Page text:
This week is National Women’s Health week, and I although write a lot about various women’s health issues, but I’ve never done anything on menopause, mainly because I’ve been afraid it might not immediately apply to all of my readers. Regardless of your age though, it’s one of those things all women will eventually have in common, and that men will never know the joys of. I know. Lucky us!
While it’s always a good idea to eat healthy, for women who are peri and post menopause, a healthy diet becomes even more essential. Most women are concerned about hot flashes and of course weight gain, both of which are unfortunately all too common, but your should also know, the risk for diseases like osteoporosis, breast cancer and heart disease also increases after menopause. The good news is that there are steps you can take to (hopefully) glide through menopause, and reduce your risk of all of these things.
Where did that spare tire come from?
Most women assume that weight gain is directly related to menopause and the hormonal changes that accompany it, but surprisingly, research doesn’t support that. The weight that almost all of us will gain during out 40s and 50 is most likely due to a natural slowdown in metabolism combined with less activity. Hormones do play a role however, in how a woman’s weight is distributed, and anyone who’s been there is familiar with the “spare tire” or what I call “Meno-pot” that often seems to pop up out of nowhere. It’s the change in hormones that are responsible for a redistribution of a woman’s weight, favoring an overall decrease in muscle and an increase in body fat – especially in the abdomen. It’s that increase in deep abdominal fat that suddenly ups our risk for chronic diseases.
If you notice that you’re gaining weight more easily, take a good look at your diet. Figure out how many calories you really need each day. Just 100 calories a day over what your body requires will result in a ten-pound weight gain each year. Could it be time to cut out that nightly glass of wine or dessert? It can also be helpful to increase your protein to about 25 grams with each meal. This can slow down the loss of muscle. Try to meet part of your protein need with fatty fish like salmon. It’s a rich source of omega-3 fats, which might help reduce the risk of breast cancer and heart disease
In addition, make it a point to move more, not less. Increase your activity to about 45 minutes of fast walking, running or biking at least five times each week, with two to three days of strength training as well. This helps to offset the slowdown in metabolism, by burning an additional few hundred calories, and of course strength training helps to maintain muscle mass.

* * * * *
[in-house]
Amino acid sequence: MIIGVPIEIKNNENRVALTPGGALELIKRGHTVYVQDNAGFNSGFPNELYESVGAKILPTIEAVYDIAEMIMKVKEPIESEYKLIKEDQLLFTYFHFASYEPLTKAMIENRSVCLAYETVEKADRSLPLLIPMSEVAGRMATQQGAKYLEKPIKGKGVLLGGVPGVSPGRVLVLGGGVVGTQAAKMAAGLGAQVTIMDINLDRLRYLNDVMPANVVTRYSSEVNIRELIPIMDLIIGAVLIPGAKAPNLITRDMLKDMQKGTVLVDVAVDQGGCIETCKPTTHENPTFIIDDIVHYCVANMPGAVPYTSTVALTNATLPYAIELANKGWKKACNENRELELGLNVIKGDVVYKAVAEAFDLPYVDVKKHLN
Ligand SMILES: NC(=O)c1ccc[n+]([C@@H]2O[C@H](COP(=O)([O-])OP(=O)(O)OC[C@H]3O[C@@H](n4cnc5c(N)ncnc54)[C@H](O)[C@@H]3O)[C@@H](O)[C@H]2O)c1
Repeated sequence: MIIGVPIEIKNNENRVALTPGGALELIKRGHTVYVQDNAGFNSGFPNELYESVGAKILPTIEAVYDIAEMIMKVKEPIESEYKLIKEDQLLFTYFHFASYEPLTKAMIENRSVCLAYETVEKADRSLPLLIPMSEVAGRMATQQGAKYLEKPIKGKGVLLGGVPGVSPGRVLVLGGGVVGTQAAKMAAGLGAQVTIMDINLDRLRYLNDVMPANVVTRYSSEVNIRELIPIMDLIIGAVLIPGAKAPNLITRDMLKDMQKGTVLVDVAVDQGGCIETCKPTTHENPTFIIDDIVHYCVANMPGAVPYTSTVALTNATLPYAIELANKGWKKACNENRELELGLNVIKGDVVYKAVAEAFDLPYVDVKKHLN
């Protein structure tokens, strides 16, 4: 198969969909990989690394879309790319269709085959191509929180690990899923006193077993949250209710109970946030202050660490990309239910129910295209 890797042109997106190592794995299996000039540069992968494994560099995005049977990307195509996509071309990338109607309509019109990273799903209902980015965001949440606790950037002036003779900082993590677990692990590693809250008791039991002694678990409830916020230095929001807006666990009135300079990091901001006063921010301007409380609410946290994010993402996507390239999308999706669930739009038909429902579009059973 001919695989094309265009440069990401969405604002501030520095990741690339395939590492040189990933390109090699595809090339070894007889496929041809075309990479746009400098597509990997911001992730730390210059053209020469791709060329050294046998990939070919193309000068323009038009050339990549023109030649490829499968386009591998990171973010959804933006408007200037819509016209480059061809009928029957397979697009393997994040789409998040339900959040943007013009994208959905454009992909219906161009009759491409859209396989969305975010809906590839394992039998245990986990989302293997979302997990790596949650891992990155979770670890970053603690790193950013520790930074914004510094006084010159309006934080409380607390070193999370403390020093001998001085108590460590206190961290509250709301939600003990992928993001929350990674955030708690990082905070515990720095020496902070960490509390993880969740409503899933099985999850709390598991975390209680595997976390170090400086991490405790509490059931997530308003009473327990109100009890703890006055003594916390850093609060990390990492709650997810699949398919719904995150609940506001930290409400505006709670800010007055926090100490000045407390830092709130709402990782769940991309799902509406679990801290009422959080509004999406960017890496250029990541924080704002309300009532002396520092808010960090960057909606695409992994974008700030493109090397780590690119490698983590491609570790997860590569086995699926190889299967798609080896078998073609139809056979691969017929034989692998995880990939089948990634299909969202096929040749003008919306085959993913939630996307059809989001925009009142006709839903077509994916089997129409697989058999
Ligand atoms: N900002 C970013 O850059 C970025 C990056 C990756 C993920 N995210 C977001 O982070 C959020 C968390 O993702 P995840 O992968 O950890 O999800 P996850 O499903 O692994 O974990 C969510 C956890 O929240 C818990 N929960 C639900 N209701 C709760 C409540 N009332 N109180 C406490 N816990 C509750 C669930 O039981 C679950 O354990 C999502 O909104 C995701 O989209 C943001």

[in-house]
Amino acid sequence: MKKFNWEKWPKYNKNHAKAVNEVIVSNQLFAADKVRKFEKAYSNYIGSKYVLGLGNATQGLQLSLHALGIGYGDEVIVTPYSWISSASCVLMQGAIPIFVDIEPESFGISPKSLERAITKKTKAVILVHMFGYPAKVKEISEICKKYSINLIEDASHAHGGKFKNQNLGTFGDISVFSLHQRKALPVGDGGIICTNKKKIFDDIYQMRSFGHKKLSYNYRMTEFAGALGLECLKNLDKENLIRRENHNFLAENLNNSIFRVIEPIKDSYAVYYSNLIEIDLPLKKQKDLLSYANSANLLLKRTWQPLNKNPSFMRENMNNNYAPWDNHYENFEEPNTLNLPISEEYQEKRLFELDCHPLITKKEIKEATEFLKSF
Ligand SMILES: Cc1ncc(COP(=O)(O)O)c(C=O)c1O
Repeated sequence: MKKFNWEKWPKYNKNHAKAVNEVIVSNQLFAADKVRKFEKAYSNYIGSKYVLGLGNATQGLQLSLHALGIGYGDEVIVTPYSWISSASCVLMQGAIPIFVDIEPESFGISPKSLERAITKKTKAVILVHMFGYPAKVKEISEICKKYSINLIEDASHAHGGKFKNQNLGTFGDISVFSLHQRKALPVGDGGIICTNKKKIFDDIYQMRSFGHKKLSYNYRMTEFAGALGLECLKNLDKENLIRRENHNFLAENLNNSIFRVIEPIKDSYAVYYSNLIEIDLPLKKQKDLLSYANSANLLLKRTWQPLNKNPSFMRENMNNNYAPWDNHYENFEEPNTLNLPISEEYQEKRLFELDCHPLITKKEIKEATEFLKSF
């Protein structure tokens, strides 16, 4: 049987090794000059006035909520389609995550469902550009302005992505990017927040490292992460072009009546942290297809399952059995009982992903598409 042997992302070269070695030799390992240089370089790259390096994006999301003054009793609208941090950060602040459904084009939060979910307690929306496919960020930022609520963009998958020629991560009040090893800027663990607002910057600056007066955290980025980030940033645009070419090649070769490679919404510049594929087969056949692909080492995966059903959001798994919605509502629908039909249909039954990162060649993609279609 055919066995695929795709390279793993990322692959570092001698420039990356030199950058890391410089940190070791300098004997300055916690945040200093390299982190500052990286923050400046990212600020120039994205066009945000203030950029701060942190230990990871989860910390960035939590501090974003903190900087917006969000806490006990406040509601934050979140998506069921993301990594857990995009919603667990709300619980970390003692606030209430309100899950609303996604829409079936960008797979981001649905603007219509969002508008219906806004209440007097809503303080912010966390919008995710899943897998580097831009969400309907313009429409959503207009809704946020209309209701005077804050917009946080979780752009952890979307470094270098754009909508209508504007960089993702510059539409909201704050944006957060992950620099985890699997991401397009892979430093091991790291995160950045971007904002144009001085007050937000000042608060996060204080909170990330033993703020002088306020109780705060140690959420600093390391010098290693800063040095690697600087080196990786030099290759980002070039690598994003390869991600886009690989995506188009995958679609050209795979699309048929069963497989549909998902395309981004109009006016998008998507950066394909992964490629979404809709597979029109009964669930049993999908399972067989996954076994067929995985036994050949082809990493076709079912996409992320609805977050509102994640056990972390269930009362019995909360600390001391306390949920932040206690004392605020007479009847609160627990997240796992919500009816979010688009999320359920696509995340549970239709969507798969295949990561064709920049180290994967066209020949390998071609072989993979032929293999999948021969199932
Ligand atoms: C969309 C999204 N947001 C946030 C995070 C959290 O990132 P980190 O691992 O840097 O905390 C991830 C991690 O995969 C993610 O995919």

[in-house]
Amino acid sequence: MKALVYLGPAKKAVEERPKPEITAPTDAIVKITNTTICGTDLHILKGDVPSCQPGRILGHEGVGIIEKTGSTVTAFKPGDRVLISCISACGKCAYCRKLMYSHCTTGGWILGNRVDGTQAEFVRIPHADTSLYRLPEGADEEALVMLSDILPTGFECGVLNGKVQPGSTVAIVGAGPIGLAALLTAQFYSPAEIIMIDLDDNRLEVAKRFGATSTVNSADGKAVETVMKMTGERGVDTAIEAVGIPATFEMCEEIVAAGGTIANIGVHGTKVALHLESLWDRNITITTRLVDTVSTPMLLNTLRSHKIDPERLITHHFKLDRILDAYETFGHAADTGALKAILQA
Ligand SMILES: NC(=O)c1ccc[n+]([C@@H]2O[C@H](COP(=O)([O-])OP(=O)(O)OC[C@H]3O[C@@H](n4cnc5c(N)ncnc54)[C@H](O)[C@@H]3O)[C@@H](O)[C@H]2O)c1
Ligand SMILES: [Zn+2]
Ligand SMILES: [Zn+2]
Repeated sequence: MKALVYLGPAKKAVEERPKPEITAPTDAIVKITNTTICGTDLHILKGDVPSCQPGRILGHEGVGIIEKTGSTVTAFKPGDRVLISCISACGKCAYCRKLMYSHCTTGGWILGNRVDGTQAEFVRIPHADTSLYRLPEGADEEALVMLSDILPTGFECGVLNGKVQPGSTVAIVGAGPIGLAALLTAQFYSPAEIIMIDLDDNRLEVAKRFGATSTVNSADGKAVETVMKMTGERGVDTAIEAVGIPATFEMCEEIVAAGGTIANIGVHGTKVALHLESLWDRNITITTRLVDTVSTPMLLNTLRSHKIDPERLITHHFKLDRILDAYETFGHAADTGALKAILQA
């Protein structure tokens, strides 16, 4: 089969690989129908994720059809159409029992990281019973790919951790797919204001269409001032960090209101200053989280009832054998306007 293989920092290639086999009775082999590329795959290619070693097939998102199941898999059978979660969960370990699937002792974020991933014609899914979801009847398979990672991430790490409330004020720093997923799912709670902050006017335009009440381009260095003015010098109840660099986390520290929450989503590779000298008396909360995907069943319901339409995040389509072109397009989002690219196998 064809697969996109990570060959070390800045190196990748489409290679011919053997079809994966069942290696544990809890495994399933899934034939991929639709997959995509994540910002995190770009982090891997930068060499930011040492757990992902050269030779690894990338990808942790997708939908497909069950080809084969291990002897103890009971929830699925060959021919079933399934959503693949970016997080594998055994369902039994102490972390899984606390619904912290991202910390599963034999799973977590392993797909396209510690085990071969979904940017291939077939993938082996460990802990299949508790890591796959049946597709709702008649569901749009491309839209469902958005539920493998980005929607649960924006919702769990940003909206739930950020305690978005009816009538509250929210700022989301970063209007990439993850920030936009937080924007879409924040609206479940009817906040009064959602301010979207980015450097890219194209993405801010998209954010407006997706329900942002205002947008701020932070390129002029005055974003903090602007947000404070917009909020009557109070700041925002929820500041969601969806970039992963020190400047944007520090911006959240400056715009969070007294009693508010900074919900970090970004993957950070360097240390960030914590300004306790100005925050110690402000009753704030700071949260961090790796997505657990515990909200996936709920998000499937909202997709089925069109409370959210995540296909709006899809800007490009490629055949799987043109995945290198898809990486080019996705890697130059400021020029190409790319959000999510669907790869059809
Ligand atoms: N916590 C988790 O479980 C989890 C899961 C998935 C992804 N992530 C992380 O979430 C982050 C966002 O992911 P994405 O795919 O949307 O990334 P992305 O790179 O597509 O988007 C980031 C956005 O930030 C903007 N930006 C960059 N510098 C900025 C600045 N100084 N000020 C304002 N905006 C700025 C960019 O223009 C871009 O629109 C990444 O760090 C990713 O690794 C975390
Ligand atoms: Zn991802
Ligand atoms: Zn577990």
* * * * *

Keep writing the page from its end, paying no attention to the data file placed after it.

Where did my bones go?
Another major concern for postmenopausal women is bone loss, which can lead to osteoporosis. Women can lose up to twenty percent of bone density in the first few years after menopause. Women who are thin, small boned and fair skinned are at the greatest risk for osteoporosis. The best strategy here is to go into menopause with “a full tank”, meaning make sure you get your recommended amount of calcium and vitamin D, combined with regular, weight bearing exercise (like walking, running, and weight lifting) well before menopause. For women after 50, the recommended calcium intake is 1,200 mg per day, which is the equivalent of 4 -8 ounce glasses of milk or yogurt each day. That’s a lot for most of us, but the good news is that in addition to calcium, those dairy foods also provide the extra protein many of us need.
Is it hot in here…?
Hot flashes are probably the most common concern across the board for both anyone going through menopause, and unfortunately, they can occur for several years. Hot flashes during the day are bothersome, and at night they can significantly disrupt sleep. While there isn’t a proven way to prevent them, you’re more likely to have disruptive hot flashes if you’re overweight, don’t exercise, smoke, and drink alcohol. There’s some evidence also, that stress plays a part in the frequency and severity of hot flashes, so try to focus on stress reducing moves if you need to. Increase your exercise, try some yoga, and follow rules of the de-stress diet.
If you need some help putting all of these recommendations together, feel free to contact me to ask a question, or arrange a virtual consult! And remember ladies – you’re not alone! Happy Women’s Health Week 🙂
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